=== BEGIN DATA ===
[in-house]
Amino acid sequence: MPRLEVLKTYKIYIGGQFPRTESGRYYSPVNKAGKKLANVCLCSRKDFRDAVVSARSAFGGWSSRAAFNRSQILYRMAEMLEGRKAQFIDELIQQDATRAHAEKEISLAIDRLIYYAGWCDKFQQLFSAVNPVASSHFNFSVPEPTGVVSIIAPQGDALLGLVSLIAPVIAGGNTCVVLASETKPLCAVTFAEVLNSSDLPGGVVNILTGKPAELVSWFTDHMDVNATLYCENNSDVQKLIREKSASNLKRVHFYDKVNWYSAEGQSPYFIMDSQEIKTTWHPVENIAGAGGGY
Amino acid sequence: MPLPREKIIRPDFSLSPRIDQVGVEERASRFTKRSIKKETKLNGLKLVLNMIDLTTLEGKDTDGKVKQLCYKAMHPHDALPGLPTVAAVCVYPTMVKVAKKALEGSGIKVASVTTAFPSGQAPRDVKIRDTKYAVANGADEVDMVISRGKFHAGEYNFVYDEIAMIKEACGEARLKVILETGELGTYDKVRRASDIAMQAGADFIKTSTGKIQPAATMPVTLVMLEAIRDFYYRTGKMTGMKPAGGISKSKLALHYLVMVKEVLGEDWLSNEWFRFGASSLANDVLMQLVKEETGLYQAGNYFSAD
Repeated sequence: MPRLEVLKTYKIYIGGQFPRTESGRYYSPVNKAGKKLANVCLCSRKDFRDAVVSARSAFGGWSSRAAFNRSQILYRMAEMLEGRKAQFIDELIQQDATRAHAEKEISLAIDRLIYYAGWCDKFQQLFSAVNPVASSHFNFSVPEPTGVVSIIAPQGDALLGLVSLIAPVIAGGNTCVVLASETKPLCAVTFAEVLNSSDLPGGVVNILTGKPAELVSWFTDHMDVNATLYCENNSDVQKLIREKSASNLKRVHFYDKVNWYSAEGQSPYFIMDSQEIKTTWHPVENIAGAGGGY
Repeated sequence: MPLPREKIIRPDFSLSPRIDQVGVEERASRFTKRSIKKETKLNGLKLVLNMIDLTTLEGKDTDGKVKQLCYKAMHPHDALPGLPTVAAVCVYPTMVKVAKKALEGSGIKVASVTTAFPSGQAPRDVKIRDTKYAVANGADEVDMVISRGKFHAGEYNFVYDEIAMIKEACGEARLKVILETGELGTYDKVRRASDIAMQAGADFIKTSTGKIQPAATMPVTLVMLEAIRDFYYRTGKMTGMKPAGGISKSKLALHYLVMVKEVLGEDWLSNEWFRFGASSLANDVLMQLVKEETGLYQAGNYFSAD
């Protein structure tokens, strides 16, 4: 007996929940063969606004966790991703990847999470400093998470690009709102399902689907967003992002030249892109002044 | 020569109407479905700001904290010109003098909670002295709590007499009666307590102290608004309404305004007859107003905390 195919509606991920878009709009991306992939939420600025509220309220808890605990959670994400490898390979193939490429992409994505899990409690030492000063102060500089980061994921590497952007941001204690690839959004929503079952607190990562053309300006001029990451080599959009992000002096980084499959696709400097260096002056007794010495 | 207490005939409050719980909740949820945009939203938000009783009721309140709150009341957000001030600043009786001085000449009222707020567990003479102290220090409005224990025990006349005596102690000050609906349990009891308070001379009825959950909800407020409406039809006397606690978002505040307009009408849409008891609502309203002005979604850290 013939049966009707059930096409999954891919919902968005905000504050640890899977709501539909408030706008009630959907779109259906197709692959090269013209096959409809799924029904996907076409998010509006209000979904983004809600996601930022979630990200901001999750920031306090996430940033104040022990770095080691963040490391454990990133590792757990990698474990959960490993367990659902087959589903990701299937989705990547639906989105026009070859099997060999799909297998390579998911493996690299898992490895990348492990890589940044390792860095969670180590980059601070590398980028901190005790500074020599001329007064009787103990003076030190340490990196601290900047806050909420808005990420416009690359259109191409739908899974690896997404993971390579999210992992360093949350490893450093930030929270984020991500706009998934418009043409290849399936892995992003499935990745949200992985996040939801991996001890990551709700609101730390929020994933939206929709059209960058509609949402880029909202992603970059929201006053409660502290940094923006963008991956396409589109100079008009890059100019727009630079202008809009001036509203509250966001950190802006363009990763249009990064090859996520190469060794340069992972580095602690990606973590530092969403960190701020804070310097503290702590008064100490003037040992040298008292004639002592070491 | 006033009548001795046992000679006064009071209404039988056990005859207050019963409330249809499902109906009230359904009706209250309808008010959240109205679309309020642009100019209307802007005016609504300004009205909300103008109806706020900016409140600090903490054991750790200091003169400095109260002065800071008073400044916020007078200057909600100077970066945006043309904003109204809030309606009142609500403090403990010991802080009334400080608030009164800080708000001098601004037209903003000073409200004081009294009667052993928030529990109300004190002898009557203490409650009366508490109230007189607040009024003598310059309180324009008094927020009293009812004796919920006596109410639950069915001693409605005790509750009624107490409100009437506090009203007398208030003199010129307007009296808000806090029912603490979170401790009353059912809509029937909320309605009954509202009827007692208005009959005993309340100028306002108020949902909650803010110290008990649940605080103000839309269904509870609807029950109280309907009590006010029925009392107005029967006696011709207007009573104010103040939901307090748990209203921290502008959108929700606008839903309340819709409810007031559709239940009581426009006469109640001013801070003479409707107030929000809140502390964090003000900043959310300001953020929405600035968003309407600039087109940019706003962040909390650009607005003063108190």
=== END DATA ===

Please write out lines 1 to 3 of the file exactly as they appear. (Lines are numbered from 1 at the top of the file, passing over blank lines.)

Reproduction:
[in-house]
Amino acid sequence: MPRLEVLKTYKIYIGGQFPRTESGRYYSPVNKAGKKLANVCLCSRKDFRDAVVSARSAFGGWSSRAAFNRSQILYRMAEMLEGRKAQFIDELIQQDATRAHAEKEISLAIDRLIYYAGWCDKFQQLFSAVNPVASSHFNFSVPEPTGVVSIIAPQGDALLGLVSLIAPVIAGGNTCVVLASETKPLCAVTFAEVLNSSDLPGGVVNILTGKPAELVSWFTDHMDVNATLYCENNSDVQKLIREKSASNLKRVHFYDKVNWYSAEGQSPYFIMDSQEIKTTWHPVENIAGAGGGY
Amino acid sequence: MPLPREKIIRPDFSLSPRIDQVGVEERASRFTKRSIKKETKLNGLKLVLNMIDLTTLEGKDTDGKVKQLCYKAMHPHDALPGLPTVAAVCVYPTMVKVAKKALEGSGIKVASVTTAFPSGQAPRDVKIRDTKYAVANGADEVDMVISRGKFHAGEYNFVYDEIAMIKEACGEARLKVILETGELGTYDKVRRASDIAMQAGADFIKTSTGKIQPAATMPVTLVMLEAIRDFYYRTGKMTGMKPAGGISKSKLALHYLVMVKEVLGEDWLSNEWFRFGASSLANDVLMQLVKEETGLYQAGNYFSAD